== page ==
Probably the most surprising thing about Folston’s emergence last week were the crunch time carries. Then again, McDaniel, Atkinson and Carlisle have all coughed up footballs at inopportune times.

The Panthers only have one defensive lineman on their two-deep that weighs more than 300 pounds. They don’t have a single linebacker that weighs over 230. So the power advantage up front leans Irish. Let’s see how comfortable Kelly is putting the game on Folston’s shoulders.

Five Irish players sign UFA contracts

Matthias Farley
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Notre Dame had seven players selected in the 2016 NFL Draft, trailing only Ohio State, Clemson and UCLA on the weekend tally. But after the draft finished, the Irish had five more players get their shot at playing on Sundays.

Chris Brown signed with the Dallas Cowboys. Romeo Okwara will begin his career with the New York Giants. Matthias Farley and Amir Carlisle signed contracts with the Arizona Cardinal. Elijah Shumate agreed to a contract with the Tampa Bay Buccaneers.

After missing two seasons, Ishaq Williams will be at Giants rookie camp next weekend as well, working as a tryout player. Expect Jarrett Grace to receive similar opportunities.

Count me among those that thought both Brown and Okwara would hear their names called. Brown’s senior season, not to mention his intriguing measureables, had some projecting him as early as the fifth round.

Okwara, still 20 years old and fresh off leading Notre Dame in sacks in back-to-back seasons, intrigued a lot of teams with his ability to play both defensive end and outside linebacker. He’ll get a chance to make the Giants—the team didn’t draft a defensive end after selecting just one last year, and they’re in desperate need of pass rushers.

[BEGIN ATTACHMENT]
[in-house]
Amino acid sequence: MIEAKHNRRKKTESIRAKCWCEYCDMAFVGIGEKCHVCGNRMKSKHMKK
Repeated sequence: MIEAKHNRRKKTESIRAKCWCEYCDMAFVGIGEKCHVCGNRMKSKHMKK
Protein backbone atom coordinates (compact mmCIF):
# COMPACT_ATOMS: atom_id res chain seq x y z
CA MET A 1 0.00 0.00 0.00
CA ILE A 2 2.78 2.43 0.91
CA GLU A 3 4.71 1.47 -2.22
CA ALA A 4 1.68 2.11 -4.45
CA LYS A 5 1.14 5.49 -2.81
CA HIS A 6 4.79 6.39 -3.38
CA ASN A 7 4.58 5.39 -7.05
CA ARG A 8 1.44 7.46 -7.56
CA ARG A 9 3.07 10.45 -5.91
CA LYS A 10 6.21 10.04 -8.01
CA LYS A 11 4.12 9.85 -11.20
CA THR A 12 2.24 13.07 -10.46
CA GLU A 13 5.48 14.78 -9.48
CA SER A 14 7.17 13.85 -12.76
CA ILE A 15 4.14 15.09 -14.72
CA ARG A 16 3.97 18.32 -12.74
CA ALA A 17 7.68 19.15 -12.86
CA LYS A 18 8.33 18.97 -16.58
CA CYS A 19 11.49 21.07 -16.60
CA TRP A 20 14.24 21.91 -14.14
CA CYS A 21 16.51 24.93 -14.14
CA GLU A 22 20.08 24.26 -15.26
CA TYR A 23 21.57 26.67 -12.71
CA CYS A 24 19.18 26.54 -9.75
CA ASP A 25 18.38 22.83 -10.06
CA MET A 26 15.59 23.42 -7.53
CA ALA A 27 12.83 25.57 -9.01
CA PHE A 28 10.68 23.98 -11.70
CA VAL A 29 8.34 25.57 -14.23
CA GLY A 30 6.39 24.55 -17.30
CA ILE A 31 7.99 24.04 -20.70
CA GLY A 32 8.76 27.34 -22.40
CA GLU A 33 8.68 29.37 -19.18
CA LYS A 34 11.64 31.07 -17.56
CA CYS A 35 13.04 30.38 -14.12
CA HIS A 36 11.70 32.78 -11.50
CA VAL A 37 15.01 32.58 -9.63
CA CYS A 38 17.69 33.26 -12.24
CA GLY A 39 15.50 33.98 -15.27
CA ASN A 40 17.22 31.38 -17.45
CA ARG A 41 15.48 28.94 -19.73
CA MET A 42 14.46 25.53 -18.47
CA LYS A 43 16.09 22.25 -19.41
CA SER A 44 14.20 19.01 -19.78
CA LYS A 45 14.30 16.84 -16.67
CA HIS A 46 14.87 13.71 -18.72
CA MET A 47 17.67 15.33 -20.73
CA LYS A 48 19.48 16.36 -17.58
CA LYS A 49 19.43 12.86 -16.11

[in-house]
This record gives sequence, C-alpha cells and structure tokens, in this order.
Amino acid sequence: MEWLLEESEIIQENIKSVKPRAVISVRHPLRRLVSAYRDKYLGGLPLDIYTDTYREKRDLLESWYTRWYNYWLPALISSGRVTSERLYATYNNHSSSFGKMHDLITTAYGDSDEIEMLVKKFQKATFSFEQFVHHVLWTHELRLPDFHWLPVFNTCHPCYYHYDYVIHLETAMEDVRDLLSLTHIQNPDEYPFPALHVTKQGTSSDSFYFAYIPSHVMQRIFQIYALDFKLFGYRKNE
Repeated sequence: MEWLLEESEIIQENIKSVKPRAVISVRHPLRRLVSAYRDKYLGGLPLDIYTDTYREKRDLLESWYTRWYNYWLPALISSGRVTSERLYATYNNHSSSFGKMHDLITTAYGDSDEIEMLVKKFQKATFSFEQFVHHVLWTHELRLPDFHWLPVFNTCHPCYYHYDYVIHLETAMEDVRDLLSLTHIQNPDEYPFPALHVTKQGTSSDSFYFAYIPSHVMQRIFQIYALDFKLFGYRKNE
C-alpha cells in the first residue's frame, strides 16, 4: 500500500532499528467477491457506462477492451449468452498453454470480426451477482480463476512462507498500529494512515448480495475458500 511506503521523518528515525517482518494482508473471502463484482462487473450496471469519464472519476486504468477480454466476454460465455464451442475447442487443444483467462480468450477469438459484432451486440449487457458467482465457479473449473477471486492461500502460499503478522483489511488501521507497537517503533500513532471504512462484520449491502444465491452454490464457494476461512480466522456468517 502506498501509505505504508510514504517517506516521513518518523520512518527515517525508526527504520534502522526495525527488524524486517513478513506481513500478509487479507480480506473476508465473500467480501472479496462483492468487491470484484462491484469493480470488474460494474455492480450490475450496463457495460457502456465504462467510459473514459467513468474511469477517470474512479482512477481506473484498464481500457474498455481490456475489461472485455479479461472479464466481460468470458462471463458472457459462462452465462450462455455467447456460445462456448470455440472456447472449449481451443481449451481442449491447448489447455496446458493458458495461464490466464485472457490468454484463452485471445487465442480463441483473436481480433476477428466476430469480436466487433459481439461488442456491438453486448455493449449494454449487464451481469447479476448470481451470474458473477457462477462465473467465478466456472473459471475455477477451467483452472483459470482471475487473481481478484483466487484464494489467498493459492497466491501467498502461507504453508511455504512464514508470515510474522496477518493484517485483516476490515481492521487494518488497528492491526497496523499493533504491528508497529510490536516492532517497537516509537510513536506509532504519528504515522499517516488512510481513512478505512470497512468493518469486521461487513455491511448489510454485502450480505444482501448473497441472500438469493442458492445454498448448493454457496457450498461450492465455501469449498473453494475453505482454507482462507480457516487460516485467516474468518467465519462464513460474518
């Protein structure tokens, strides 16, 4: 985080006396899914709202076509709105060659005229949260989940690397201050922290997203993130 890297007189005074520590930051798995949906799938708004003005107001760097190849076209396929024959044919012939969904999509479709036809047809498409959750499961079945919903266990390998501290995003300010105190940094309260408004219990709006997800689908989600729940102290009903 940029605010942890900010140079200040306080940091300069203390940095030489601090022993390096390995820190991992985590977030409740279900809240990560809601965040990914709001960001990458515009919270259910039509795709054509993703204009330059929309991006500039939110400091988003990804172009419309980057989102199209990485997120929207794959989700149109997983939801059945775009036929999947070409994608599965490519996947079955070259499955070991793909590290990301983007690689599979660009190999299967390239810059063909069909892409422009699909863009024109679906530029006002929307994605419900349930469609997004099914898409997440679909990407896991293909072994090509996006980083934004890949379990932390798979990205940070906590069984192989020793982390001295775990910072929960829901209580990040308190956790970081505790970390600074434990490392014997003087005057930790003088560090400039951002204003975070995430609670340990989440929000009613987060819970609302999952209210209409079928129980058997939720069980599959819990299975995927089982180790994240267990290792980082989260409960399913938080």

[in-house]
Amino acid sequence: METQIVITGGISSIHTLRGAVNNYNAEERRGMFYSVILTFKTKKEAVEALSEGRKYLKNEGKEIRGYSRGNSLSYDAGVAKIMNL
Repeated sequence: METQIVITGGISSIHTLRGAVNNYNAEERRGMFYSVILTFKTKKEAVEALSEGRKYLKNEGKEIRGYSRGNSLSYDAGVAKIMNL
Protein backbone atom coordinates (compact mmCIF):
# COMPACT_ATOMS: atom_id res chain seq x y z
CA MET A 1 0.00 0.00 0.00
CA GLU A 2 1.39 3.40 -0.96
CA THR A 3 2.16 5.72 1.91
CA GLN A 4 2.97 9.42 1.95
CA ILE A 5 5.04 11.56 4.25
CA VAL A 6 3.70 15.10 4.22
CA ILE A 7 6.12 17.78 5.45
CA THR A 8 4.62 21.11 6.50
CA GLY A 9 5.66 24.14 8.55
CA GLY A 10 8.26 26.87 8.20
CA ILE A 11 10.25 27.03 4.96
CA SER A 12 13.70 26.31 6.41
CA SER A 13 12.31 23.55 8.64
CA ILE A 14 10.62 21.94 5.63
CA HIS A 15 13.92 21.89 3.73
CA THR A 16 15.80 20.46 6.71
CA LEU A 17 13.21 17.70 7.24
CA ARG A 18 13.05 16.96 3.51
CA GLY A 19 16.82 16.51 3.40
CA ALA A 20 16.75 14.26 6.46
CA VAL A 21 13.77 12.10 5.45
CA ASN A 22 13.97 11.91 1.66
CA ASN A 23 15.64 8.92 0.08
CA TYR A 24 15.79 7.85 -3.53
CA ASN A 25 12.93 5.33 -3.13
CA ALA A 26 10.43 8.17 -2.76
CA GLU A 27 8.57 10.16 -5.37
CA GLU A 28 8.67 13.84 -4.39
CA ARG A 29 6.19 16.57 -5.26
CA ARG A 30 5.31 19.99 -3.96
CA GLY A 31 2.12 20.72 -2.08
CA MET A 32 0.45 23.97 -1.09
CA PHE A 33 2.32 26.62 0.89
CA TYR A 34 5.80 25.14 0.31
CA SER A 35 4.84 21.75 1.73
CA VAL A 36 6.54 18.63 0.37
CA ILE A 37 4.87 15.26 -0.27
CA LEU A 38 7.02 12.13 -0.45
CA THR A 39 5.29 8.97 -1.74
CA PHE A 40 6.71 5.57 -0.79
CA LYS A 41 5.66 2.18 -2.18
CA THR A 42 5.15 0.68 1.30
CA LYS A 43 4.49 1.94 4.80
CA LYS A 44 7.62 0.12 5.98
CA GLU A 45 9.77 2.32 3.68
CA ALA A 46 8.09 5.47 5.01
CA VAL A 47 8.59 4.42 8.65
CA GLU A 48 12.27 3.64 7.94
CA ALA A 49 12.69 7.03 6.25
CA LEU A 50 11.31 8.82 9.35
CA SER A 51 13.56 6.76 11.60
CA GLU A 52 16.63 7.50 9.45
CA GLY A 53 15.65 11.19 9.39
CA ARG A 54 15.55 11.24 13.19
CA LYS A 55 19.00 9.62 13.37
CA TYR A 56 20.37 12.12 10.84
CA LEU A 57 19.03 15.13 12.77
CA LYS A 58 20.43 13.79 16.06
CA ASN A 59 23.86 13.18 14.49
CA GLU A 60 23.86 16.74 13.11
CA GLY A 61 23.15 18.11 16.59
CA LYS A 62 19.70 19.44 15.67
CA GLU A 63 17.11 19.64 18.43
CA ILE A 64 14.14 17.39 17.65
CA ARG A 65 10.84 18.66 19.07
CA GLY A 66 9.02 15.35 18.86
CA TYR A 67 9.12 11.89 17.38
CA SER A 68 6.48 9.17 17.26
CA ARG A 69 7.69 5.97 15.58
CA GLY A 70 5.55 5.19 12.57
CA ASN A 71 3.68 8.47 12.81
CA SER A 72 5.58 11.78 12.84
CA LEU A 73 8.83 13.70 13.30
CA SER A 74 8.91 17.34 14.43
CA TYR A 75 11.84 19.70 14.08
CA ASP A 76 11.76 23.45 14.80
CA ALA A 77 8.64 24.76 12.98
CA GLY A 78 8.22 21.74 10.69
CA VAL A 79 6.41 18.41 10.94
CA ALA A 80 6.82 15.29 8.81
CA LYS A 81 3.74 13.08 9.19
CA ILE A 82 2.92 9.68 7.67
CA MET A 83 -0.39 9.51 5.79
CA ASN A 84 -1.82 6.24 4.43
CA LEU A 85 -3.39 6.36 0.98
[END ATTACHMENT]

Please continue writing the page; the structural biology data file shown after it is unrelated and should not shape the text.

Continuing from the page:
Both Shumate and Farley feel like contenders to earn a spot on rosters, both because of their versatility and special teams skills. Shumate played nickel back as a freshman and improved greatly at safety during 2015. Farley bounced around everywhere and was Notre Dame’s special teams captain.

Carlisle might fit a similar mold. He played running back, receiver and returned kicks and punts throughout his college career. With a 4.4 during Notre Dame’s Pro Day, he likely showed the Cardinals enough to take a shot, and now he’ll join an offense with Michael Floyd and Troy Niklas.

 

Robertson picks Cal over Notre Dame, UGA

Demetris Robertson
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Demetris Robertson‘s decision wasn’t trending in Notre Dame’s direction. But those that expected the Savannah star athlete to pick the in-state Bulldogs were in for a surprise when Robertson chose Cal on Sunday afternoon.

Notre Dame’s pursuit of the five-star athlete, recruited to play outside receiver and hopefully replace Will Fuller, likely ended Sunday afternoon with Robertson making the surprise decision to take his substantial talents to Berkeley. And give credit to Robertson for doing what he said all along—picking a school that’ll give him the chance to earn an exceptional education and likely contribute from Day One.